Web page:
Recently, I want to give it a try again to rendering clouds in Cycles with all the new tools available (Mesh to Volume, Volume displacement and Point Density). However, I haven’t found any “realistic” cloud render examples in Cycles. So, my goal is to try different techniques to find the perfect solution for “photorealistic” clouds.
Part 1: Research
The basis for modelling a cloud in all the works I looked for are two simple steps:
Get a basic cloud shape (doesn’t have to be extremely detailed, even a sphere could work)
Distort the shape with noise (or any similar)
There are many ways to distort the shape with noise and they can vary according to the software, technique or render engine. For Cycles, I used two techniques:
Volume displacement modifier
Using a Noise texture (mixed with a Voronoi texture) to distort the Vector Coordinates of a Point Cloud texture
That’s it, these techniques are similar to others you can find in a lot of Blender tutorials, but still it doesn’t look quite right… Yeah, it looks like smoke, but not quite like a cloud, there’s something missing…
Here’s where Horizon Zero Dawn comes into the topic
Part 1.1: Rendering research
The guys at Guerrilla Games discovered what was odd with cloud rendering (or at least for their rendering engine), and they tweaked a little bit of the math involved in it. You can find the original paper here: http://advances.realtimerendering.com/s2015/The%20Real-time%20Volumetric%20Cloudscapes%20of%20Horizon%20-%20Zero%20Dawn%20-%20ARTR.pdf
In short, usually the enery transmittance of a volume is calculated using the Beer’s Law and the Henyey-Greenstein model to reproduce the Anisotropy of a volume.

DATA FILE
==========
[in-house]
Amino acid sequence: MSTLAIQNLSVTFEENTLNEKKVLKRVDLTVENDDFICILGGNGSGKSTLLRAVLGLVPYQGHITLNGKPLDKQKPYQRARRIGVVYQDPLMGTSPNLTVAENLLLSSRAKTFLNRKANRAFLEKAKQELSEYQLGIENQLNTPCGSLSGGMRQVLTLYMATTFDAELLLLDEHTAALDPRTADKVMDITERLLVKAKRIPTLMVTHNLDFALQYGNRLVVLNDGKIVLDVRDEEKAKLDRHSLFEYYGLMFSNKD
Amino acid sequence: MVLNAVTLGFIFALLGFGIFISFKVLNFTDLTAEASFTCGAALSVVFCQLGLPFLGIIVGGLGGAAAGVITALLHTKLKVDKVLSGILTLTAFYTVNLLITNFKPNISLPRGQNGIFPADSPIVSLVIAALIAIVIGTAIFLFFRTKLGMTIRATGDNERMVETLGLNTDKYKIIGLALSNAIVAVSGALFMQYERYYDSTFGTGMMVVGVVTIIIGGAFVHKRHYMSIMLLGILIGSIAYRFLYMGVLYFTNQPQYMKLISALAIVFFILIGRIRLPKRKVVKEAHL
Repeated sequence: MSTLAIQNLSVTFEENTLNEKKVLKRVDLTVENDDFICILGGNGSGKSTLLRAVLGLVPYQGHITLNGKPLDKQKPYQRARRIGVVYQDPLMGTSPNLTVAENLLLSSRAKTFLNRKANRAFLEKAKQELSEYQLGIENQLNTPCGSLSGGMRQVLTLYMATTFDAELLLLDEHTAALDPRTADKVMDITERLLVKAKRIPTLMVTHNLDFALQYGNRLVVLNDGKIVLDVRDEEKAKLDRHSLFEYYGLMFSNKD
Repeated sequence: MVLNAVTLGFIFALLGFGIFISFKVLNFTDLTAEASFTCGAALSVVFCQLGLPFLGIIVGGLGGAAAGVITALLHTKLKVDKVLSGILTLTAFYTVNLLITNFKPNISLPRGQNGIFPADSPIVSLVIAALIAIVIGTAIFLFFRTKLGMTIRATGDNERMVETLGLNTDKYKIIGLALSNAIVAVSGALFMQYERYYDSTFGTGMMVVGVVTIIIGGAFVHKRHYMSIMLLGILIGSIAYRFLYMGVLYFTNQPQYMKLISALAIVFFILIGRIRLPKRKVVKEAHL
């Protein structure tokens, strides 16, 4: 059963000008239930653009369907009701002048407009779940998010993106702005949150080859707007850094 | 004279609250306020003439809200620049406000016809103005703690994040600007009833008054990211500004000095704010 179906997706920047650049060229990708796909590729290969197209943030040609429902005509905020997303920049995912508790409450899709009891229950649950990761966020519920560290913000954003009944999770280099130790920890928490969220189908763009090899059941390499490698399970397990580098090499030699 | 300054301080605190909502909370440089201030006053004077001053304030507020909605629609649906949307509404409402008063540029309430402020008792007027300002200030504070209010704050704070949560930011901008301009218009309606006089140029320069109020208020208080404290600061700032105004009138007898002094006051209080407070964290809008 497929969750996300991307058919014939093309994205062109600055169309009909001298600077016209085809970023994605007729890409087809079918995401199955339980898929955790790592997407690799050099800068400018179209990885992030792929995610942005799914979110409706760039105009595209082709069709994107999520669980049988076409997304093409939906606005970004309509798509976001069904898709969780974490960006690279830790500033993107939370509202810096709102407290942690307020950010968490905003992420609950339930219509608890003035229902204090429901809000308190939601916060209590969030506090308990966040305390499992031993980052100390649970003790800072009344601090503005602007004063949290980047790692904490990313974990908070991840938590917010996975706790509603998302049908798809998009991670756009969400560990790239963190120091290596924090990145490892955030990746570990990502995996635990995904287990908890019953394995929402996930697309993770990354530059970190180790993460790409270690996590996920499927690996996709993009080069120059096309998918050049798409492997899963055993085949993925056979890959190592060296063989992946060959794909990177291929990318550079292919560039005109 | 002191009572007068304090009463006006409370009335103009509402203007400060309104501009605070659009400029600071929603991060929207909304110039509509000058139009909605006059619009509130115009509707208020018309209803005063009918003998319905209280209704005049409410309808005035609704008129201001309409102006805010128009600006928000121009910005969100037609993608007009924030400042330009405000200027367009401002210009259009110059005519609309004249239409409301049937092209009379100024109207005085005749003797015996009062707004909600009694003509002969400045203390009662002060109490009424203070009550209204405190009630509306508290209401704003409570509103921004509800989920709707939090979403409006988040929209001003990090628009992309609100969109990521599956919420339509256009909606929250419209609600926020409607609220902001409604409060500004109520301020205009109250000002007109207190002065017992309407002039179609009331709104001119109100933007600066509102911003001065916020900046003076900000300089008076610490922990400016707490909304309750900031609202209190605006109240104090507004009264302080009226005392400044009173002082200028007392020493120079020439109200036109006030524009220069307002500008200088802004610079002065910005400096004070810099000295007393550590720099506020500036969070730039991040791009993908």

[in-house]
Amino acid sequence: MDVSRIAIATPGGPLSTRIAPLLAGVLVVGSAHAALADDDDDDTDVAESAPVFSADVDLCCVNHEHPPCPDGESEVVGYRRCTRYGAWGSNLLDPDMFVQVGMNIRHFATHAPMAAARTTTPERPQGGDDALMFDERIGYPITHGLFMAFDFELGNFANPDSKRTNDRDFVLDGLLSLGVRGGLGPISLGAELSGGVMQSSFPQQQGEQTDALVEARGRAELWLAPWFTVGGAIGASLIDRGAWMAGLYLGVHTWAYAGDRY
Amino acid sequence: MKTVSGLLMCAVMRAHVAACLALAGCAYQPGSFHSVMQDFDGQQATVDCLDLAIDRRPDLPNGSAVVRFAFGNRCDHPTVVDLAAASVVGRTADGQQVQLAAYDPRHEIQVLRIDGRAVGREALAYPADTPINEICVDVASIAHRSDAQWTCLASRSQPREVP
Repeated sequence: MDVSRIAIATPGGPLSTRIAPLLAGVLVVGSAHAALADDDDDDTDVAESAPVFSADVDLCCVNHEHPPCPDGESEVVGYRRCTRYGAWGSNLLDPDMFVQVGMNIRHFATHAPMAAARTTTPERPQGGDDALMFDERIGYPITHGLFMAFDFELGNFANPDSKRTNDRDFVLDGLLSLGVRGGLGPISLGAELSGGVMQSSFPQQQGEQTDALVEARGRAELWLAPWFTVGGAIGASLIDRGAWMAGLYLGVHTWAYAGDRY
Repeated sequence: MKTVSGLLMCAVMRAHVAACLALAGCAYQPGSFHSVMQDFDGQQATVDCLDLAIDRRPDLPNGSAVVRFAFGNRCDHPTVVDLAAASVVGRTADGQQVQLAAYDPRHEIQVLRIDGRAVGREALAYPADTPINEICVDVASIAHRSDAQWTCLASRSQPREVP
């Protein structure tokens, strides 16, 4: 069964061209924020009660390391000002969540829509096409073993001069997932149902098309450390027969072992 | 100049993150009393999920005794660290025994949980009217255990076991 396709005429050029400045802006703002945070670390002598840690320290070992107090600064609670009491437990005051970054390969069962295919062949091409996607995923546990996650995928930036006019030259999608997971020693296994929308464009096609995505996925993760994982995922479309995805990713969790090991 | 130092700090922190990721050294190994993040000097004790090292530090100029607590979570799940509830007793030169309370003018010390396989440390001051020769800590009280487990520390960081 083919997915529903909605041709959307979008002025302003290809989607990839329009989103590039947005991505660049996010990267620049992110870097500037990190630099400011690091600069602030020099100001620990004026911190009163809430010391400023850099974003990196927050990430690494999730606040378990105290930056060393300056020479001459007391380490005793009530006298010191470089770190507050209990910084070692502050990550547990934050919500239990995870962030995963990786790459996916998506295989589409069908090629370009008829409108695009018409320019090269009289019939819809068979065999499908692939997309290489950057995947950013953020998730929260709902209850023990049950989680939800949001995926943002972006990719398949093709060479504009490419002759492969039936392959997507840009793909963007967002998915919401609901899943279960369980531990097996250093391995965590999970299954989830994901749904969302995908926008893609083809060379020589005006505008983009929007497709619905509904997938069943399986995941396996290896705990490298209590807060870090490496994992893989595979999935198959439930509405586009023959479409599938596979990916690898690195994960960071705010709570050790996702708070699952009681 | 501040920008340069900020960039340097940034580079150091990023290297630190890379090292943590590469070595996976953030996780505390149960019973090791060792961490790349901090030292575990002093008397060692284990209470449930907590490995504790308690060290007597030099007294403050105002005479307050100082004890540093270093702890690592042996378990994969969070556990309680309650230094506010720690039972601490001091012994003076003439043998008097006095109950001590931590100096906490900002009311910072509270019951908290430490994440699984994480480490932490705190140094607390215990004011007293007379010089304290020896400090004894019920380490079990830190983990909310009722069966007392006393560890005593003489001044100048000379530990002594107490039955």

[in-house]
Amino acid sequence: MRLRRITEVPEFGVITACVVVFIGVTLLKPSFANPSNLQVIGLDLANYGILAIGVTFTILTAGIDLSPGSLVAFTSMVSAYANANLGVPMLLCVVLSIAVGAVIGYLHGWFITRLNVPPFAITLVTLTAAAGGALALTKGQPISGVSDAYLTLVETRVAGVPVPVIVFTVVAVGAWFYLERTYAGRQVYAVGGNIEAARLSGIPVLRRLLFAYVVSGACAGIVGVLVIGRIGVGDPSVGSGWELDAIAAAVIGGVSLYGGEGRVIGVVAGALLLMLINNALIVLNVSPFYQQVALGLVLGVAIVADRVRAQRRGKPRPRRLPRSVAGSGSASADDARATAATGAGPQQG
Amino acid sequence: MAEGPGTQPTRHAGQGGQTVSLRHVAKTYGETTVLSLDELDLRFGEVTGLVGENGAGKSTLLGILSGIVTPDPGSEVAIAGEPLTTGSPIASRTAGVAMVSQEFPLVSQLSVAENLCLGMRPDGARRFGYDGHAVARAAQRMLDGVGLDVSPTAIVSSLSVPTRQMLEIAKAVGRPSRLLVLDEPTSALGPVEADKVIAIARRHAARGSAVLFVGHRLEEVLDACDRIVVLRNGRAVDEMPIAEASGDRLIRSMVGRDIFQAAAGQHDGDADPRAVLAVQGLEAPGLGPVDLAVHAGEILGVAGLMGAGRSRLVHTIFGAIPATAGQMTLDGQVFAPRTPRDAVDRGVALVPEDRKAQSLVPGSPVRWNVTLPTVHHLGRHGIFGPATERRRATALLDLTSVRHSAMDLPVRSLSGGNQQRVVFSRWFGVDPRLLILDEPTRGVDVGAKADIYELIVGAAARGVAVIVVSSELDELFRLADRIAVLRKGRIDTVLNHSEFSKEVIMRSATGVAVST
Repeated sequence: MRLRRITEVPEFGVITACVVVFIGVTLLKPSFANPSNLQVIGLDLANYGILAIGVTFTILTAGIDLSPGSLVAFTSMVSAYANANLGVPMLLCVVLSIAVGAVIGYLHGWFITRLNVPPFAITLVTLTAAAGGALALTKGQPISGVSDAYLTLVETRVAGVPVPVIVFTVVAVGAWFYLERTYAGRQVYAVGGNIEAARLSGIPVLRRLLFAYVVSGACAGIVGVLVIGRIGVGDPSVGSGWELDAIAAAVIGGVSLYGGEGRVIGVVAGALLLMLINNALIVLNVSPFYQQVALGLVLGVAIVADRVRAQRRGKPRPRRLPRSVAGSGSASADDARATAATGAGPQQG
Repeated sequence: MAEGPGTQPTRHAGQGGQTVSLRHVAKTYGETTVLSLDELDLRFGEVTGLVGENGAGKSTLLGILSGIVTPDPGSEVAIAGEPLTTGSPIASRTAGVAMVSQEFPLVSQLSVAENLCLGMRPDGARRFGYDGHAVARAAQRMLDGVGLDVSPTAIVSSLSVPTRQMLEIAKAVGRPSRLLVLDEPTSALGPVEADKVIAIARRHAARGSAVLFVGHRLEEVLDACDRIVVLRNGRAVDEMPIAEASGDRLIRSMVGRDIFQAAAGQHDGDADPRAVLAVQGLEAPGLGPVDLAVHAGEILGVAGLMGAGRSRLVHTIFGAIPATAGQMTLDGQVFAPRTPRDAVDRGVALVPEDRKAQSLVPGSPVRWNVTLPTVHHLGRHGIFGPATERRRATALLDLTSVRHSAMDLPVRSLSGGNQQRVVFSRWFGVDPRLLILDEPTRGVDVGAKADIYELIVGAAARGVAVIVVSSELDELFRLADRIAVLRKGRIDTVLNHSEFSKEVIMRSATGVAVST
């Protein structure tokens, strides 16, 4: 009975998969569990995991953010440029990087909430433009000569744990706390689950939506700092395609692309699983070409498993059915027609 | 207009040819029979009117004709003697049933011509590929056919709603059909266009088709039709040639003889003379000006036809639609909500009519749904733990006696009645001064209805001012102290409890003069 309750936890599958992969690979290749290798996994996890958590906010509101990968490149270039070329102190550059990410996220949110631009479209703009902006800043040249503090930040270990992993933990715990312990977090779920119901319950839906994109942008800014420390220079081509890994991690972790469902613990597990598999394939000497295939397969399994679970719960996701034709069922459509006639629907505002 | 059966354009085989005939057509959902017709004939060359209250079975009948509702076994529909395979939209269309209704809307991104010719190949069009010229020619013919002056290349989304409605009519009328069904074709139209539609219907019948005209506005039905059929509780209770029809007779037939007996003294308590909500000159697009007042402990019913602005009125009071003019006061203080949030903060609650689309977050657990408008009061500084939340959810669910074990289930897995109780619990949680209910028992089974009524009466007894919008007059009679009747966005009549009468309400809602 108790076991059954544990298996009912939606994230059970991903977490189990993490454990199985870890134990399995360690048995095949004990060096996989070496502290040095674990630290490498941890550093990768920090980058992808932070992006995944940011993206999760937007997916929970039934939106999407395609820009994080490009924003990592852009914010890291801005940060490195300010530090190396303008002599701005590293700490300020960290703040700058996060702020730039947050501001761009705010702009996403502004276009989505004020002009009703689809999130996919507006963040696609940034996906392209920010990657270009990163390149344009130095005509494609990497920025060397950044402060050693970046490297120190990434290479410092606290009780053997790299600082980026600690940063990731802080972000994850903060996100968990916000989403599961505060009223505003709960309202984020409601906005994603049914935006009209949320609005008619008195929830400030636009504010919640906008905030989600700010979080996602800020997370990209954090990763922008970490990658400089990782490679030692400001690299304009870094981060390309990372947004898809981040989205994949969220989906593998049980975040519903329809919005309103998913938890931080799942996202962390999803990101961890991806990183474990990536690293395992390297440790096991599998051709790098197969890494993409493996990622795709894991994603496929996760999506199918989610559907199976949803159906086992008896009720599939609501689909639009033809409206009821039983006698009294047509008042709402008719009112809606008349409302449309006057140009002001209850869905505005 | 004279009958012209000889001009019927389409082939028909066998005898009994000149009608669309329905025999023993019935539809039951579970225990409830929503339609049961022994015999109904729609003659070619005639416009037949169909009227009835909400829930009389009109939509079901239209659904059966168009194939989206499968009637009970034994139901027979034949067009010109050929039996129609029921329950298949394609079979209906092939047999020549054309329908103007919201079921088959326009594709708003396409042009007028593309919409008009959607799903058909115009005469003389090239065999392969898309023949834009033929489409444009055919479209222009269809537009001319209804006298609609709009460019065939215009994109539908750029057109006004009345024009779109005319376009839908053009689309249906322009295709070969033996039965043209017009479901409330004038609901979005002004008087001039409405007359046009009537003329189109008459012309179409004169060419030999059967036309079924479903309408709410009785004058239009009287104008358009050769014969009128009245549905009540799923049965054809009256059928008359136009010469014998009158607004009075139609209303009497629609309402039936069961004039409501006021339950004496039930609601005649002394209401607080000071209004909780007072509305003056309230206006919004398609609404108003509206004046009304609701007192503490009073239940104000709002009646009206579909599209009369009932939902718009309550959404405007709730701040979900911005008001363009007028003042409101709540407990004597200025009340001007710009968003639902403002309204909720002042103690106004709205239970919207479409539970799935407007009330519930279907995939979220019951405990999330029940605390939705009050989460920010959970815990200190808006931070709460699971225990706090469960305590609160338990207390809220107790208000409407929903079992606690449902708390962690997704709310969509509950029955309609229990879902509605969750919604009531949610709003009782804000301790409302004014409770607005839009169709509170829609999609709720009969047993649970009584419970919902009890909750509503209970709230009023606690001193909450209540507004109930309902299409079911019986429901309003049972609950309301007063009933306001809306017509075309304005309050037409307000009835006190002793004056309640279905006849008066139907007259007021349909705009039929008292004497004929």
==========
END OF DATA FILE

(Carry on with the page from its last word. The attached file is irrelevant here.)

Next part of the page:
However, this equation doesn’t deal pretty well with an effect that the guys at Guerrilla found, the dark edges around the clouds.
It’s important to mention that this effect is achievable using the traditional Beer’s and Henyey-Greenstein using multiple volume bounces and multiple sampling (as they mention in their paper), but for them that wasn’t possible for a real-time render engine, and in my experiments in Cycles, even increasing the volume samples at 10 didn’t do too much.
So, they found a technique, the Beer’s Powder equation
The Beer’s Powder equation would allow the volumes to have more pronounced edges (remember this since it would be important later). But, is there a way to implement the Beer’s Powder equation in cycles?
Part 2: Building Blender with Beer’s Powder for volumes
So, given the equations above, we can write the Beer’s Powder equation as the green one:
Is there a Blender source code file that we can modify to write the Beer’s Powder equation? Sure there is!: https://github.com/blender/blender/blob/master/intern/cycles/kernel/closure/volume.h
Here, in line 169, does it look familiar? That’s the traditional Beer’s Law, so we just have to rewrite it as:
float3 init_energy = make_float3(1.0f, 1.0f, 1.0f); return ((exp(-sigma * t)) * (init_energy - exp(-sigma * t * 2.0f));
That’s it, we have the Beer’s Powder equation in Cycles!
In Part 2.1 I will show you some test running the Beer’s Powder Cycles (since I made the built with CPU only rendering and I found some bugs with the implementation).
In Part 3 I will show you a less invasive and technical way to achieve similar results using a regular version of Blender, the same technique used for the first image of the post